• The sense of the sacred, or the love of sacred things − whether of symbols or modes of Divine Presence − is a conditio sine qua non of Knowledge, which engages not only our intelligence, but all the powers of our soul; for the Divine All demands the human all. The sense of the sacred, which is none other than the quasi-natural predisposition to the love of God and the sensitivity to theophanic manifestations or to celestial perfumes − this sense of the sacred essentially implies both the sense of beauty and the tendency toward virtue; beauty being as it were outward virtue, and virtue, inward beauty. It also implies the sense of the metaphysical transparency of phenomena, that is, the capacity of grasping the principial within the manifested, the uncreated within the created.
  • The "pneumatic" is the man in whom the sense of the sacred takes precedence over other tendencies, whereas in the case of the "psychic" it is the attraction of the world and the accentuation of the ego that take priority, without mentioning the "hylic" or "somatic", who sees in sensory pleasure an end in itself. It is not a particularly high degree of intelligence that constitutes initiatic qualification; it is a sense of the sacred − or the degree of this sense − with all the moral and intellectual consequences it implies. The sense of the sacred draws one away from the world and at the same time transfigures it.


  • Every injustice that we suffer at the hands of men is at the same time a trial that comes to us from God.
  • Man has the right not to accept an injustice − major or minor − from men, but he does not have the right not to accept it as a trial coming from God. He has the right − for it is human − to suffer from an injustice insofar as he cannot rise above it, but he must make an effort to do so; in no case has he the right to plunge himself into a pit of bitterness, for such an attitude leads to hell. Man has no interest, primarily, in overcoming an injustice; he has an interest primarily in saving his soul and in winning Heaven. Thus it would be a bad bargain to obtain justice at the price of our ultimate interests, to win on the side of the temporal and to lose on the side of the eternal, which is what man seriously risks when concern for his rights deteriorates his character or reinforces its faults.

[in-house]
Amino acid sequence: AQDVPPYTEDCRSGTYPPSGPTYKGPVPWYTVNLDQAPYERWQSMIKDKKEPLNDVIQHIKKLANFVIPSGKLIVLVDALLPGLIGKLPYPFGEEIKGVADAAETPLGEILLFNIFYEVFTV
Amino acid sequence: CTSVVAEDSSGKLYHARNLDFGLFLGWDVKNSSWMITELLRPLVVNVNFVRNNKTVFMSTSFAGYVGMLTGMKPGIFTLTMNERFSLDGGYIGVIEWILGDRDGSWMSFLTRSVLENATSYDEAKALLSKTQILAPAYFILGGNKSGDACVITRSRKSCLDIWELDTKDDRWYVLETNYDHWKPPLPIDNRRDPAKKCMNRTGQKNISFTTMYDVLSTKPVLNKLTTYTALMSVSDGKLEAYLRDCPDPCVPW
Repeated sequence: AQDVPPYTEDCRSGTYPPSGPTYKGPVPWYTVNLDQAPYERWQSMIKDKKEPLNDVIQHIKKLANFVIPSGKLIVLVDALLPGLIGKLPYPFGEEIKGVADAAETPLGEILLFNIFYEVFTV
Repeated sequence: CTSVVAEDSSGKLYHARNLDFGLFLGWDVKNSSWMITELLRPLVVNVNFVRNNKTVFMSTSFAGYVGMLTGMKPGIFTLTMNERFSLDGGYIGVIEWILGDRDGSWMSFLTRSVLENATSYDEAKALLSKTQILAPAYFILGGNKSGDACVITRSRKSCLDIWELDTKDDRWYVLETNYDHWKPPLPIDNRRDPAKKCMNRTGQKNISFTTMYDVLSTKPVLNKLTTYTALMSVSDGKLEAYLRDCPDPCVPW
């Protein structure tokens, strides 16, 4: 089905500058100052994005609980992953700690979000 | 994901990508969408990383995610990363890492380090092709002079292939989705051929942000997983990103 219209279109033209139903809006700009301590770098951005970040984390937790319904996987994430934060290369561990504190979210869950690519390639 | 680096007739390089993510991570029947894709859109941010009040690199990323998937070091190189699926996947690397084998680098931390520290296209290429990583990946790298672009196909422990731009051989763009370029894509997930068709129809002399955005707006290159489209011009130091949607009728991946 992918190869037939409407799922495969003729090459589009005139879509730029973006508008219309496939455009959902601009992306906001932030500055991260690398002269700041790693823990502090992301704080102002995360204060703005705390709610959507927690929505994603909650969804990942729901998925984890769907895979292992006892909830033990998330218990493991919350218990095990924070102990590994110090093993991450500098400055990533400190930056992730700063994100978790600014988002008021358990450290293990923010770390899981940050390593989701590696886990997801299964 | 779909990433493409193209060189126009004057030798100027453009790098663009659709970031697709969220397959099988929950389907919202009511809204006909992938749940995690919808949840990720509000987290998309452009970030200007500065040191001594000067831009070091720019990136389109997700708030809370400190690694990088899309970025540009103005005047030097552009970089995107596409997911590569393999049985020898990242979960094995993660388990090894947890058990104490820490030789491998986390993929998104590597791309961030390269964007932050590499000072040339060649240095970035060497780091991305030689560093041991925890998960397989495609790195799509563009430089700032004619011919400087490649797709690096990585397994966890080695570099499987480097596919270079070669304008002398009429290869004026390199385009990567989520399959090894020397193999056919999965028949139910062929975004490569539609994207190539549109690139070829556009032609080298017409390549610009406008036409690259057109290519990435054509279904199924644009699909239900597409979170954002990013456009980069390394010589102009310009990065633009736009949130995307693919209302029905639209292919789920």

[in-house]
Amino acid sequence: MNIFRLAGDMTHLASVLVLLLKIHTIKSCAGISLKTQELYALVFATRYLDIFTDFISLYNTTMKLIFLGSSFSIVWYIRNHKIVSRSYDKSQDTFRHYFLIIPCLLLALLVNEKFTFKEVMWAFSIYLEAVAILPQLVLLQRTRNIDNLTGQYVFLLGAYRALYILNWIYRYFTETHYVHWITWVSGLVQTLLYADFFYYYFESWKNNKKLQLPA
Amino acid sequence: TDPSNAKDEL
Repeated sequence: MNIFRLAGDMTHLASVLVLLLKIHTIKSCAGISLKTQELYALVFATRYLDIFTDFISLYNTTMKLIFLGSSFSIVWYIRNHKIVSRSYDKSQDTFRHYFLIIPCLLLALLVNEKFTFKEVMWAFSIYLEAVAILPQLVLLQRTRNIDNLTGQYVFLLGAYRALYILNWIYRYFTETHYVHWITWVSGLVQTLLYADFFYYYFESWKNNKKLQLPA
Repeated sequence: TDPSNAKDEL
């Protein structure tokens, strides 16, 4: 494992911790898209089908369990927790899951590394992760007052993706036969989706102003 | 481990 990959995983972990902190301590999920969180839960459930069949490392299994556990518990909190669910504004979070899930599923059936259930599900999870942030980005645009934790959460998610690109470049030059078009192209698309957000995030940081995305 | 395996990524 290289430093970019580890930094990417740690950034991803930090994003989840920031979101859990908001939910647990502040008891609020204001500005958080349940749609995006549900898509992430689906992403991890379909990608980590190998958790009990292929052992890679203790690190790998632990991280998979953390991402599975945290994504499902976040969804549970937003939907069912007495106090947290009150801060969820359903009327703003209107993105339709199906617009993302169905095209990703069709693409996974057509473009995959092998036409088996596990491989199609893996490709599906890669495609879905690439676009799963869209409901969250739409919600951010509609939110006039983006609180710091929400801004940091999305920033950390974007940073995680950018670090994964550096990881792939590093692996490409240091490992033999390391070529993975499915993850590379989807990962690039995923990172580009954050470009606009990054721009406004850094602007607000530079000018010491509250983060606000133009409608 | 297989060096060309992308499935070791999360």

• To accept a trial is to thank God for it, with the understanding that it permits us a victory, a detachment with regard to the world and with regard to the ego.
  • Man has the duty to resign himself to the will of God, but by the same token he has the right to transcend spiritually the suffering of the soul to the extent that this is possible for him; and this, precisely, is not possible without a prior attitude of acceptance and resignation, which alone brings out fully the serenity of the intelligence and which alone opens the soul to help from Heaven.
  • First of all one has to answer the question of why the painful experiences that man must undergo are called "trials". We would reply that these experiences are trials in relation to our faith, which indicates that with regard to troubling or painful experiences we have duties resulting from our human vocation; in other words, we must prove our faith in relation to God and in relation to ourselves. In relation to God, by our intelligence, our sense of the absolute, and thus our sense of relativities and proportions; and in relation to ourselves, by our character, our resignation to destiny, our gratitude. There are in fact two ways to overcome the traces that evil, or more precisely suffering, leaves in the soul: these are, firstly, our awareness of the Sovereign Good, which coincides with our hope to the extent that this awareness penetrates us; and secondly, our acceptance of what, in religious language, is called the "will of God"; and assuredly it is a great victory over oneself to accept a destiny because it is God's will and for no other reason.


  • In order to be happy, man must have a center; now this center is above all the certitude of the One. The greatest calamity is the loss of the center and the abandonment of the soul to the caprices of the periphery. To be man is to be at the center; it is to be center.
  • The stability of happiness depends − quite apart from any question of destiny − not only on the beauty and wisdom of our attitude but also, and above all, on an opening towards Heaven which confers upon the experience of happiness a life continually renewed. One must realize in earthly mode that which will be realized in heavenly mode; this is the very definition of nobility of character.